Blue Skies and Holden Caulfield

Yesterday was gloriously blue-skied.

Do Missoulians talk about our skies more than people elsewhere? I kind of think we DO, and I kind of think it’s a combination of several things:

  • 1) People who live here (for the most part) pay attention to the outdoors for practical reasons. How’s the drive going to be? What layers do I need to bring?
  • 2) People pay attention for recreational reasons. Is it a day for fishing/skiing/hiking/biking?
  • 3) People pay attention for aesthetic reasons. I mean, the light and clouds here create incredibly fast-moving changes in color, depth, mood, intensity. (Does that sound Foo-foo? Seriously,  Look here, for great examples of what it really, truly, does look like around here (WAY better than my crappy slide-a-phone photos!)
  • 4) The blue skies do, sadly, go away. We can go many weeks in a row without seeing a clear blue sky, and this affects some people pretty hard in the winter, here.

Well, for one, or all, of those reasons I was thrilled to go for a walk yesterday afternoon with Alden.

We walked a trail we’ve walked a lot over the past year or two.

I found myself thinking about Holden Caulfield.

That sounds like a stretch and you might think I’m being a big phony, making some kind of literary reference, but I’m just telling you what I was thinking and all.

Now, Holden, he was talking about the Museum of Natural History, with it’s odd dioramas of traditional peoples…(the bold is just me, pointing it out and all.)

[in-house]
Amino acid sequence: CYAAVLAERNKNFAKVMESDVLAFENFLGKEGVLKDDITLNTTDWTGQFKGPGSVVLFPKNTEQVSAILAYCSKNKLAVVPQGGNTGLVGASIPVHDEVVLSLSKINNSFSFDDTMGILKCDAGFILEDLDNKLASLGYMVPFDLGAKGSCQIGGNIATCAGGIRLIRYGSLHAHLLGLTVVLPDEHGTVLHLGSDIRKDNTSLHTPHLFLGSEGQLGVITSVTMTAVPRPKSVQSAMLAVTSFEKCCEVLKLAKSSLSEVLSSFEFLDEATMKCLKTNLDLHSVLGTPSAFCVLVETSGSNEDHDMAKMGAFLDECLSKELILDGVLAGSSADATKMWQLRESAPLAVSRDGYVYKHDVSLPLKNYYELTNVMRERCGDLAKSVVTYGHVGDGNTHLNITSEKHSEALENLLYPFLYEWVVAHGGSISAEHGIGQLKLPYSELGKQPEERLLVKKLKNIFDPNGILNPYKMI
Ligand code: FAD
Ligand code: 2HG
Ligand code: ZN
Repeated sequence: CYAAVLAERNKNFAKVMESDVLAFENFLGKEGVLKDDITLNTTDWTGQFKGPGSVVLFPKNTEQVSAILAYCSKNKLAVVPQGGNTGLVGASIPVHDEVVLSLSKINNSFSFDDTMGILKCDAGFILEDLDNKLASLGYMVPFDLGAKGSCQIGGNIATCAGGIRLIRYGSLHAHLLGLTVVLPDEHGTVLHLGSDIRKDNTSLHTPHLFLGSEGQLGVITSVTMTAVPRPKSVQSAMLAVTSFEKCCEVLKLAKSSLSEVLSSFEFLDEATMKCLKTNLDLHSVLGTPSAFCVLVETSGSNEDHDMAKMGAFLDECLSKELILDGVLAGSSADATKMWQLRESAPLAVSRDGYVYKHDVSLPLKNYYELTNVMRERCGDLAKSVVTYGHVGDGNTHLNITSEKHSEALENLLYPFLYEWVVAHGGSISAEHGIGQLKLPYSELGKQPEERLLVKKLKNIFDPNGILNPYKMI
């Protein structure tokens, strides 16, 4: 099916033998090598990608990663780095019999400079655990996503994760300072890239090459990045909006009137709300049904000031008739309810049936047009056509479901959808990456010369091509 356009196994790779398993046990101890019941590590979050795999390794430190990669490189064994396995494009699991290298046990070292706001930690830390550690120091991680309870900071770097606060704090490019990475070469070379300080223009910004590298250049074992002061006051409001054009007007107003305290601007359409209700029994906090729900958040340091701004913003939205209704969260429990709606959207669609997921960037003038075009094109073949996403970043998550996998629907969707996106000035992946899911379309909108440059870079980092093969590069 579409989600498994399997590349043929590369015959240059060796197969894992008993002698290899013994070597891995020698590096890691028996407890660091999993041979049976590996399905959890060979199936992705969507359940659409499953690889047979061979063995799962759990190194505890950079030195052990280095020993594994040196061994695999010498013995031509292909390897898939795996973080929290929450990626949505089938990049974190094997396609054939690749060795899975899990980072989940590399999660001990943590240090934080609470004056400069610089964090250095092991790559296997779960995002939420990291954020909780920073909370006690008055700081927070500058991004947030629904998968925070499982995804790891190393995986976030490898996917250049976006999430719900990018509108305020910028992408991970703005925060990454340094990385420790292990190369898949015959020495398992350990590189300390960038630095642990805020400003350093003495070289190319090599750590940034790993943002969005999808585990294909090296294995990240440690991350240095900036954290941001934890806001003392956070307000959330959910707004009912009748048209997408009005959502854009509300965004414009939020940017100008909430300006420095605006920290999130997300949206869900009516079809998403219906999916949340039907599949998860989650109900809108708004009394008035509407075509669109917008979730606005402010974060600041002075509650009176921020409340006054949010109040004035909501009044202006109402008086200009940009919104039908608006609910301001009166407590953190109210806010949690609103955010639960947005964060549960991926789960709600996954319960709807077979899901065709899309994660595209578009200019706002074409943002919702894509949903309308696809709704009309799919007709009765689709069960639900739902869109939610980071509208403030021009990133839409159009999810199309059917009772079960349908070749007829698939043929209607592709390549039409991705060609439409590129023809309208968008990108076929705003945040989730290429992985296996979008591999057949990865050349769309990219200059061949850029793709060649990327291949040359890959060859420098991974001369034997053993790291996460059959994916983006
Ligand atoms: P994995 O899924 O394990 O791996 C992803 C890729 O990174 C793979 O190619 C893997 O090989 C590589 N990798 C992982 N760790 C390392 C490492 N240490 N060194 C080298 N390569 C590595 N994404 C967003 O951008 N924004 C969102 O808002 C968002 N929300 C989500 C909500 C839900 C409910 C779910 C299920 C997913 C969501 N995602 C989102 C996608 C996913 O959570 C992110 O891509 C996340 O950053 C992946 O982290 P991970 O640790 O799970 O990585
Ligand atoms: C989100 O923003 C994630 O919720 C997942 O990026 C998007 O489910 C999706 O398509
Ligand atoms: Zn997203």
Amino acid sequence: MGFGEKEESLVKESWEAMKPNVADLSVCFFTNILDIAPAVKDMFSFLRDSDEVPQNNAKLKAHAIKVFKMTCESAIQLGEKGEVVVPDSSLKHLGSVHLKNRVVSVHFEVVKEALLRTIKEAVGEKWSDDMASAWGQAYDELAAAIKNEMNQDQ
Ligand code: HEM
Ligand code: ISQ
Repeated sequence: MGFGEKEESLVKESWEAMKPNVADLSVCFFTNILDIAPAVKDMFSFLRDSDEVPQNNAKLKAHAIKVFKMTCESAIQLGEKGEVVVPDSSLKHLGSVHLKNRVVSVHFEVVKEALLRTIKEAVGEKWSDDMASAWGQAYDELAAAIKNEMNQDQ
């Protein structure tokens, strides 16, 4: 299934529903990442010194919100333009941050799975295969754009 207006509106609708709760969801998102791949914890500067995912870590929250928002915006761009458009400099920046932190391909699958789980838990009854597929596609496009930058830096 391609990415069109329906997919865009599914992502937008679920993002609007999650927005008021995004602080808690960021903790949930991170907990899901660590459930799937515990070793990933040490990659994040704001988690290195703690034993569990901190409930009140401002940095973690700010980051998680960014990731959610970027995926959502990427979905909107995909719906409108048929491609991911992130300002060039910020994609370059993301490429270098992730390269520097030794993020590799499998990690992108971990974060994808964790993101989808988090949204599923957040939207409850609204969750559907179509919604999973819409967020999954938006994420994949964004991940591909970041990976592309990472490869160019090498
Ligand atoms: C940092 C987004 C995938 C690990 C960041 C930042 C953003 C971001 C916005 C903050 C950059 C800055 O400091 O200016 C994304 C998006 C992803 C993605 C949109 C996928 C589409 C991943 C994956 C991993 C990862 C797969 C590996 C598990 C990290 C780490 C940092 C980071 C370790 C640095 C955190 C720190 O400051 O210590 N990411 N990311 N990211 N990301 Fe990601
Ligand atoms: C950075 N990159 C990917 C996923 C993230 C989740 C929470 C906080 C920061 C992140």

“The best thing, though, in that museum was that everything always stayed right where it was. Nobody’d move. You could go there a hundred thousand times, and that Eskimo would still be just finished catching those two fish, the birds would still be on their way south, the deers would still be drinking out of that water hole, with their pretty antlers and they’re pretty, skinny legs, and that squaw with the naked bosom would still be weaving that same blanket. Nobody’s be different. The only thing that would be different would be you. Not that you’d be so much older or anything. It wouldn’t be that, exactly. You’d just be different, that’s all. You’d have an overcoat this time. Or the kid that was your partner in line the last time had got scarlet fever and you’d have a new partner. Or you’d have a substitute taking the class, instead of Miss Aigletinger. Or you’d heard your mother and father having a terrific fight in the bathroom. Or you’d just passed by one of those puddles in the street with gasoline rainbows in them. I mean you’d be different in some way—I can’t explain what I mean. And even if I could, I’m not sure I’d feel like it.” 

People point to that passage as Holden resisting or resenting change but I don’t read it that way at all. The examples of change he lists are so heartbreakingly kid-like, yet isn’t that always the way. That “you had just passed one of those gasoline rainbow puddles” would be a way YOU were changed. I love that so much, I always have.

Walking the same trail over and over and over is like that, only of course it’s always also changing with the seasons, but after a while, the seasons are like a “sameness” also– if constant change can be a sameness? –a remarkable and beautiful and noteworthy sameness– a cycle– but it’s the rainbow puddles, as it were, that color MY experience of each particular walk.

How are things with Alden and me? Josh and me? Work? Are the dogs rambunctious or mellow? How was work? Are we rushing or unhurried? How, in short, is the weather?

I have said it before and I say it again: whatever the weather, you NEVER regret taking a walk.

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